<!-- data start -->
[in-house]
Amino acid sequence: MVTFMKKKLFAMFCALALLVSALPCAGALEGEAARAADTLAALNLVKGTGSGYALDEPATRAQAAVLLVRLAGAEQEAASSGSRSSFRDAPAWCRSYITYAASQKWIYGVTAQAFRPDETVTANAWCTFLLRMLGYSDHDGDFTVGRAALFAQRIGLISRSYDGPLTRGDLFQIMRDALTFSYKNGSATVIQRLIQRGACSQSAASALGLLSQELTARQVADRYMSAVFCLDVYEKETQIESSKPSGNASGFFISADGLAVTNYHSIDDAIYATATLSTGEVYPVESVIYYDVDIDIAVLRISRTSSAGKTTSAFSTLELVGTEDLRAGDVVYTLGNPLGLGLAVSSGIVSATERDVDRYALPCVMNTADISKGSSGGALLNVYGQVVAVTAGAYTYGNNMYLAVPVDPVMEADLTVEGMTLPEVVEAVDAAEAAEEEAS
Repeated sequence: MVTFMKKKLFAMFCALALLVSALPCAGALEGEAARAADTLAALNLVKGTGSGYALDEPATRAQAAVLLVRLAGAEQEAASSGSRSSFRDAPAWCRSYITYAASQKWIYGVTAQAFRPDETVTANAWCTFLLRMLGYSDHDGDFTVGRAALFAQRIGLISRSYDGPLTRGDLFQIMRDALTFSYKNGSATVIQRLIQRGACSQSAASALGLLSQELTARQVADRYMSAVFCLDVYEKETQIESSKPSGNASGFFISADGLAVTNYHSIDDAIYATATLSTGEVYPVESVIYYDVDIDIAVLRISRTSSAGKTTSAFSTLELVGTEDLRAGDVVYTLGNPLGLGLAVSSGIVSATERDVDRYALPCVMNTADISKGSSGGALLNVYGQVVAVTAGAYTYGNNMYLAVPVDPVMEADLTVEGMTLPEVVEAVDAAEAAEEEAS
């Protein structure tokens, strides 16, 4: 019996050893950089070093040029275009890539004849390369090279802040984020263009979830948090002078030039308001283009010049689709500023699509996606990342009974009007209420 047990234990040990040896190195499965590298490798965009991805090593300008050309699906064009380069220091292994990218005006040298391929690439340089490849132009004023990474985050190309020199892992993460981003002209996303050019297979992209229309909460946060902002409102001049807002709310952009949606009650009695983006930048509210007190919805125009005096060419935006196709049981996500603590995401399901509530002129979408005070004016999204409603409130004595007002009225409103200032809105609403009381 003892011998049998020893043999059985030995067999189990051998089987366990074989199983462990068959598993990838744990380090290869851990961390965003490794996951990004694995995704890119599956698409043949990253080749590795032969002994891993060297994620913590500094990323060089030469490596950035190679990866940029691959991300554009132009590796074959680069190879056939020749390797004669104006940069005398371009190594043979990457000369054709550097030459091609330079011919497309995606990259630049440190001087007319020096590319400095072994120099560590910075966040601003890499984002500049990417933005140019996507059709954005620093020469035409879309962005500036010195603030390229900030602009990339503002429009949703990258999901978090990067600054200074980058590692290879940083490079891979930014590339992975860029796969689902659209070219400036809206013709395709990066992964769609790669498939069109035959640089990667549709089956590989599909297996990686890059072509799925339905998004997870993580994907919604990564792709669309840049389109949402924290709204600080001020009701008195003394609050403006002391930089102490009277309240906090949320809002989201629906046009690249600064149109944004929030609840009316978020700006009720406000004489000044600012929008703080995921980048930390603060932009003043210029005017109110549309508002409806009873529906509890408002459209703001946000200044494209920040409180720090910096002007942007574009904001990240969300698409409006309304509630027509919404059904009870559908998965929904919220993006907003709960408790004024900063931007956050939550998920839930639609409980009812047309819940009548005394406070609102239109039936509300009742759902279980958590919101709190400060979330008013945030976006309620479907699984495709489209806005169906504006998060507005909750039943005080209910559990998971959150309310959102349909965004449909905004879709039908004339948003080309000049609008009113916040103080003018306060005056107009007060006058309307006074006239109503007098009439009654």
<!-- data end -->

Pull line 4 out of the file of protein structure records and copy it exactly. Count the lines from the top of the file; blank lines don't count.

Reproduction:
């Protein structure tokens, strides 16, 4: 019996050893950089070093040029275009890539004849390369090279802040984020263009979830948090002078030039308001283009010049689709500023699509996606990342009974009007209420 047990234990040990040896190195499965590298490798965009991805090593300008050309699906064009380069220091292994990218005006040298391929690439340089490849132009004023990474985050190309020199892992993460981003002209996303050019297979992209229309909460946060902002409102001049807002709310952009949606009650009695983006930048509210007190919805125009005096060419935006196709049981996500603590995401399901509530002129979408005070004016999204409603409130004595007002009225409103200032809105609403009381 003892011998049998020893043999059985030995067999189990051998089987366990074989199983462990068959598993990838744990380090290869851990961390965003490794996951990004694995995704890119599956698409043949990253080749590795032969002994891993060297994620913590500094990323060089030469490596950035190679990866940029691959991300554009132009590796074959680069190879056939020749390797004669104006940069005398371009190594043979990457000369054709550097030459091609330079011919497309995606990259630049440190001087007319020096590319400095072994120099560590910075966040601003890499984002500049990417933005140019996507059709954005620093020469035409879309962005500036010195603030390229900030602009990339503002429009949703990258999901978090990067600054200074980058590692290879940083490079891979930014590339992975860029796969689902659209070219400036809206013709395709990066992964769609790669498939069109035959640089990667549709089956590989599909297996990686890059072509799925339905998004997870993580994907919604990564792709669309840049389109949402924290709204600080001020009701008195003394609050403006002391930089102490009277309240906090949320809002989201629906046009690249600064149109944004929030609840009316978020700006009720406000004489000044600012929008703080995921980048930390603060932009003043210029005017109110549309508002409806009873529906509890408002459209703001946000200044494209920040409180720090910096002007942007574009904001990240969300698409409006309304509630027509919404059904009870559908998965929904919220993006907003709960408790004024900063931007956050939550998920839930639609409980009812047309819940009548005394406070609102239109039936509300009742759902279980958590919101709190400060979330008013945030976006309620479907699984495709489209806005169906504006998060507005909750039943005080209910559990998971959150309310959102349909965004449909905004879709039908004339948003080309000049609008009113916040103080003018306060005056107009007060006058309307006074006239109503007098009439009654």